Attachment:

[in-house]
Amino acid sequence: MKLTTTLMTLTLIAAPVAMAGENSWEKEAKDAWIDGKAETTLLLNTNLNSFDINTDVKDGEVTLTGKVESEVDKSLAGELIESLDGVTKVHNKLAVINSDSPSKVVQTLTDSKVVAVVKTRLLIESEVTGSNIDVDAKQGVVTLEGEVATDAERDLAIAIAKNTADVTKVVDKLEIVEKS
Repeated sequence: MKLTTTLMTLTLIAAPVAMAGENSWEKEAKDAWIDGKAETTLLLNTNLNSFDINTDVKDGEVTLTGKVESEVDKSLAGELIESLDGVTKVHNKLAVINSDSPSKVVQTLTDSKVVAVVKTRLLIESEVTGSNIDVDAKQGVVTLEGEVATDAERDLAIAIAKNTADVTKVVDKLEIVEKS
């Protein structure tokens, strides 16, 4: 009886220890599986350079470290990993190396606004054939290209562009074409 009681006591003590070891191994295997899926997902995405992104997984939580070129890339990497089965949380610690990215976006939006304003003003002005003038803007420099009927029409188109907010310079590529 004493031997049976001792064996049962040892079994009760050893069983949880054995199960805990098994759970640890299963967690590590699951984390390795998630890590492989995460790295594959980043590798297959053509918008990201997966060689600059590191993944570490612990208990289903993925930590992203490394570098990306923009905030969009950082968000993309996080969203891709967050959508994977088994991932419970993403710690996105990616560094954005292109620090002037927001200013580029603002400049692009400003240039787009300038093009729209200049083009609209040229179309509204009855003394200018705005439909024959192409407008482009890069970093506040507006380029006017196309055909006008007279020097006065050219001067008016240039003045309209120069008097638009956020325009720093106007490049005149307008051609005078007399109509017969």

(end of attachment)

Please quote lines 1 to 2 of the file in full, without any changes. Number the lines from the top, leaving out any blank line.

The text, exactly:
[in-house]
Amino acid sequence: MKLTTTLMTLTLIAAPVAMAGENSWEKEAKDAWIDGKAETTLLLNTNLNSFDINTDVKDGEVTLTGKVESEVDKSLAGELIESLDGVTKVHNKLAVINSDSPSKVVQTLTDSKVVAVVKTRLLIESEVTGSNIDVDAKQGVVTLEGEVATDAERDLAIAIAKNTADVTKVVDKLEIVEKS